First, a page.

Further the framework silicates, the 2D silicates with plate like arrangement or phyllosilicates and the 3D Silicates or net like arrangement or tectosilicates (Classification I) along with metal cations are broadly used as clays for toxin binding and can be further classified as follows.
Some phyllosilicates possess coordinated positions with two of the octahedral sites occupied by metal cations are called Dioctahedral phyllosilicates and the phyllosilicates with three octahedral sites occupied by metal cations are called Trioctahedral phyllosilicates. Now, when one tetrahedral sheet for each octahedral sheet represents 1:1 Phyllosilicates and similarly when one tetrahedral sheet is for two octahedral sheets represents 1:2 Phyllosilicates. These ratios represent the number of cations that the clay or phyllosilicates can acquire and is associated with the CEC value of the clay. CEC, Cation Exchange Capacity of a clay is a property determines its efficacy in sequestering polar toxins. CEC becomes more important when selecting the clays as a toxin binder and the extent to which they can spare the essential nutrients in animal feed. Various silicates highlighted in classification II are among the most suitable clays that are commonly used in animal feed to bind various toxins.
The nomenclature story of clays:
We often come across various names that are associated with the clays, the very common being the Bentonite. Let’s unravel how these names are being conferred. “Bentonite” has got its name from the place, Fort Benton, in Montana state of the USA, where it was discovered. Bentonite is typically a name given to the phyllosilicate of Smectite class that is predominantly a Montmorillonite, as classified. Bentonites are the one of the first rocky formations of swelling type of clays. (Informativa E Prestazione DCASD 196/2003). Similarly, “Montmorillonite” got its name from the place, Montmorillonite, a commune in France, where it was discovered. Whereas, by classification it is a Smectite clay which is dioctahedral in its structure. In nature Montmorillonite occur along with metal cations like Sodium and Calcium, and often identified as Na-Montmorillonite and Ca-Montmorillonite. Further, Saponite, a phyllosilicate of smectite class, got its name from Latin sapon, meaning soap, because of its appearance and ability to clean. The name “Kaolinite”, a phyllosilicate, got its name after the Kao-ling, a mountain in Jianxi Province of China, where this silicate was first identified. Kaolinite was the first samples of clays used in the manufacturing of porcelain. “Illite” a non-expanding phyllosilicate of mica category, interestingly, got its name from the place of its origin, Illinois in the USA. We might just have categorized the clays as phyllosilicates or tectosilicates based on their structural makeup, and we might be using them as toxin binders in our practice.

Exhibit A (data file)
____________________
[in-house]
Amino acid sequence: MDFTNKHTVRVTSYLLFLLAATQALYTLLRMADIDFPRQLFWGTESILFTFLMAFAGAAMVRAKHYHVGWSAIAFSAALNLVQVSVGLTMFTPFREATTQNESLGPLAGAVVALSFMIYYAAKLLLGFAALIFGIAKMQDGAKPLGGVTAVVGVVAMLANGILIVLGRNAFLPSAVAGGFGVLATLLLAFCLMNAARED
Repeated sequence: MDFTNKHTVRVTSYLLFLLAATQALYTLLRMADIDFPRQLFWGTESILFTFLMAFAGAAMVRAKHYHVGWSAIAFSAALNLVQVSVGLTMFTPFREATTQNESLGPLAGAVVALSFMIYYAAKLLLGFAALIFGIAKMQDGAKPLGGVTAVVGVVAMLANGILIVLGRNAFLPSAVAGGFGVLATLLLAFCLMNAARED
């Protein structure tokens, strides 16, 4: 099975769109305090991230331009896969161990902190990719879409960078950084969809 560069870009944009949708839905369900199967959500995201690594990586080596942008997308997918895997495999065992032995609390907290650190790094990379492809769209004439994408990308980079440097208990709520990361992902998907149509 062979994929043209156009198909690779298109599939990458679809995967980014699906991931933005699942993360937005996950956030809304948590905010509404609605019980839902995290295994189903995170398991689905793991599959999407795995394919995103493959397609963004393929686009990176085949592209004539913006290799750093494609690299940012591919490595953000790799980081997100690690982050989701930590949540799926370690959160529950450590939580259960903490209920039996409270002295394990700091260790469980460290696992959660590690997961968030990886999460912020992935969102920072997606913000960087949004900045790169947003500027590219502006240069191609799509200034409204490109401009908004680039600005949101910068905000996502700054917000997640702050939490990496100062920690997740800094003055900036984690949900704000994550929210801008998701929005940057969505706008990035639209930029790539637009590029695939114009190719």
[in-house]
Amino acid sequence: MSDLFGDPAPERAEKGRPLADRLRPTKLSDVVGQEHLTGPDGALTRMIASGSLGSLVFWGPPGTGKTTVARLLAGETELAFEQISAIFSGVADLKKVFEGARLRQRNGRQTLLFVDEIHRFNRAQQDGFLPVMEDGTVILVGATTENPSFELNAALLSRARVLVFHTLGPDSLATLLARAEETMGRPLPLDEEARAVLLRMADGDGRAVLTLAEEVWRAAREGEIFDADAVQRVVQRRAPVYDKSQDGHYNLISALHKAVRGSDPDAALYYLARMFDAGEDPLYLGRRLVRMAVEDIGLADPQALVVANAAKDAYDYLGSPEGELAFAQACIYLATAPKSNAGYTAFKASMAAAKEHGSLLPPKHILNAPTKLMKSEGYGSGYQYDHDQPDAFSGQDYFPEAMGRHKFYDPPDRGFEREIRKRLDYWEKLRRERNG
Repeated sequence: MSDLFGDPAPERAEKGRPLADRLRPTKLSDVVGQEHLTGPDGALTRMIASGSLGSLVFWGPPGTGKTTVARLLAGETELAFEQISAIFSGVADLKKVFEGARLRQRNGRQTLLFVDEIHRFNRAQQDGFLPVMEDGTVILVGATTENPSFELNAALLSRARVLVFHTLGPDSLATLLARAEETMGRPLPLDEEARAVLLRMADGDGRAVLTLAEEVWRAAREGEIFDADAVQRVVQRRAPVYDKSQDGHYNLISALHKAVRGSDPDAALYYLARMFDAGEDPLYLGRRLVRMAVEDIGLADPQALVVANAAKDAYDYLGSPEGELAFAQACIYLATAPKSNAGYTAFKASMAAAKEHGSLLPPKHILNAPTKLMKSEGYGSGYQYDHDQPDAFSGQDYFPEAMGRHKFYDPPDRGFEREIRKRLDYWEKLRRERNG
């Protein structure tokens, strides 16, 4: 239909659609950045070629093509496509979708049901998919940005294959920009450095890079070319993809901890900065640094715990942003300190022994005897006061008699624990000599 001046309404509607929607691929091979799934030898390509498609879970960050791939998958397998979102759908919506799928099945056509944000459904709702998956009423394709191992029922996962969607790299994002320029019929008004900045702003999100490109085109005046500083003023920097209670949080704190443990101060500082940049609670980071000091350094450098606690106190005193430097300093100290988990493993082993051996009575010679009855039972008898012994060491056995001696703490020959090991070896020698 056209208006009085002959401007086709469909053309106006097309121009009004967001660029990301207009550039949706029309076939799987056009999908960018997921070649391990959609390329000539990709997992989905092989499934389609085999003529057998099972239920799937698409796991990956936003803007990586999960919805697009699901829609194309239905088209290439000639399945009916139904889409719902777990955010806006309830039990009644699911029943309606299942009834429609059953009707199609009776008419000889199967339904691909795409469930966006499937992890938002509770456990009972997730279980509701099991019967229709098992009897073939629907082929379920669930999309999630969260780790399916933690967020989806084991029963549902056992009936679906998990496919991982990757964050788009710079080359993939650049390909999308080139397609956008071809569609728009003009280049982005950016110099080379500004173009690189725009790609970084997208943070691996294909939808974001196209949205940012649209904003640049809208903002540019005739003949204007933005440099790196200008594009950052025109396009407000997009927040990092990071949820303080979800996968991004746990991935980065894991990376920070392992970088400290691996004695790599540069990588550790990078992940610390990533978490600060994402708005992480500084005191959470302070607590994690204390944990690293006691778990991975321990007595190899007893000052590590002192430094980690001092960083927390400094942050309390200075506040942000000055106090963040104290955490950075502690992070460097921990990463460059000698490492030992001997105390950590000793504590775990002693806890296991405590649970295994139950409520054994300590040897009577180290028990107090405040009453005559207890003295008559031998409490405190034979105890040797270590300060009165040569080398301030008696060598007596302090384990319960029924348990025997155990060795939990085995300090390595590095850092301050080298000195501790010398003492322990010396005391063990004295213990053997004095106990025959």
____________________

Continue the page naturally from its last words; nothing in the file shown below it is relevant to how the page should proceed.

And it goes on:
The classification, simplification, and differentiation of clays based on their common names and the rationale behind their nomenclature, on the other hand, is always interesting. Together with varying degree of expandability and cationic exchange capacity, all the clays are efficient enough to bind various toxins in animal feed electrostatically and therefore are the super engineers.